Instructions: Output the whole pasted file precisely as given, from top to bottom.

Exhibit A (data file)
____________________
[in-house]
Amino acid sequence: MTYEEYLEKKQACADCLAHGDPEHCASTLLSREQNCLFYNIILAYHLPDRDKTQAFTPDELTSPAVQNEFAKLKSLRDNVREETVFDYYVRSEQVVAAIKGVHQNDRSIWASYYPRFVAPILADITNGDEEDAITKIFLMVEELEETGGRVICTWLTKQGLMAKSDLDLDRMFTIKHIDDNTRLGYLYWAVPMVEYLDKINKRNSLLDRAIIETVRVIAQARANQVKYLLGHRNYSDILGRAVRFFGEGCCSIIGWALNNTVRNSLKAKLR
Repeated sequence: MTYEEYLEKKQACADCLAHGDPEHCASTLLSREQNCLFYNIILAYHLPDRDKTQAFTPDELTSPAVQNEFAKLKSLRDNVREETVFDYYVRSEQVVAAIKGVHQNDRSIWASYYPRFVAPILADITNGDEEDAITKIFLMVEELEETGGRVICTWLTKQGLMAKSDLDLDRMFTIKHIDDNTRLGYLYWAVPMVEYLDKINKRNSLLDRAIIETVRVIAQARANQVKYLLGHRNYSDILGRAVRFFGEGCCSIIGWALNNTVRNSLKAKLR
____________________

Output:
[in-house]
Amino acid sequence: MTYEEYLEKKQACADCLAHGDPEHCASTLLSREQNCLFYNIILAYHLPDRDKTQAFTPDELTSPAVQNEFAKLKSLRDNVREETVFDYYVRSEQVVAAIKGVHQNDRSIWASYYPRFVAPILADITNGDEEDAITKIFLMVEELEETGGRVICTWLTKQGLMAKSDLDLDRMFTIKHIDDNTRLGYLYWAVPMVEYLDKINKRNSLLDRAIIETVRVIAQARANQVKYLLGHRNYSDILGRAVRFFGEGCCSIIGWALNNTVRNSLKAKLR
Repeated sequence: MTYEEYLEKKQACADCLAHGDPEHCASTLLSREQNCLFYNIILAYHLPDRDKTQAFTPDELTSPAVQNEFAKLKSLRDNVREETVFDYYVRSEQVVAAIKGVHQNDRSIWASYYPRFVAPILADITNGDEEDAITKIFLMVEELEETGGRVICTWLTKQGLMAKSDLDLDRMFTIKHIDDNTRLGYLYWAVPMVEYLDKINKRNSLLDRAIIETVRVIAQARANQVKYLLGHRNYSDILGRAVRFFGEGCCSIIGWALNNTVRNSLKAKLR